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Discussion Starter · #1 ·
Here's your totally useless fact of the day..........

The longest word used by Shakespeare in any of his works is
"honorificabilitudinitatibus," found in "Love's Labors Lost." Unfortunately he's no longer around to tell us what it means.
 

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I can't even pronounce it. Wonder what it means?
 

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I agree Michelle! :D Thanks Lori!
 

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Discussion Starter · #4 ·
"honorificabilitudinitatibus" is not a nonsense word at all, but rather it is the dative singular conjugation of a real medieval Latin word. Dante actually used it more than once, as did other writers of the period. A translation of it would be 'the state of being able to achieve honors.'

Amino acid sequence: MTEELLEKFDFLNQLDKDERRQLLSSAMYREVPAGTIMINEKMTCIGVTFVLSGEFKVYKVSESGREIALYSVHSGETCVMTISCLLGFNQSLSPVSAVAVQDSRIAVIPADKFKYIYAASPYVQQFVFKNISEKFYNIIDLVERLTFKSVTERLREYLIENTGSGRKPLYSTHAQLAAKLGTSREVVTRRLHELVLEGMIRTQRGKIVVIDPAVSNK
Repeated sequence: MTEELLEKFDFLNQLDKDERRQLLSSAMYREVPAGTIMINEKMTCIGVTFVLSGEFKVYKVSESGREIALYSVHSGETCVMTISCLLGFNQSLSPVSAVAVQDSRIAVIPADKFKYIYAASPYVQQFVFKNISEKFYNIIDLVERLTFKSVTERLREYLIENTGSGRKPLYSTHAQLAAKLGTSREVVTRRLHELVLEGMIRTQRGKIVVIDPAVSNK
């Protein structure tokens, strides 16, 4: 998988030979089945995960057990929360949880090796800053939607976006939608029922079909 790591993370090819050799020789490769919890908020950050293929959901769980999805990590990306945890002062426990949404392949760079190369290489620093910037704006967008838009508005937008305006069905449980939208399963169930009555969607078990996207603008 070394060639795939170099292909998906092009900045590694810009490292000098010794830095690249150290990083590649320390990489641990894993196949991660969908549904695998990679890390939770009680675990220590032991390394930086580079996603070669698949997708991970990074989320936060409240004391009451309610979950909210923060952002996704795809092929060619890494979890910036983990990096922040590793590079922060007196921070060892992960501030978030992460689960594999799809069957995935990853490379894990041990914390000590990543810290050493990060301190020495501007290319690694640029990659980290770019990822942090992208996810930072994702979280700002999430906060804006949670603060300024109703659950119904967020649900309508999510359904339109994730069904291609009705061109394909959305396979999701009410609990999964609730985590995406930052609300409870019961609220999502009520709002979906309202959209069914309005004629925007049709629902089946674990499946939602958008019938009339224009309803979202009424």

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captclearance said:
"honorificabilitudinitatibus" is not a nonsense word at all, but rather it is the dative singular conjugation of a real medieval Latin word. Dante actually used it more than once, as did other writers of the period. A translation of it would be 'the state of being able to achieve honors.'
Oh, I knew that!
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Not. :toothy:
 
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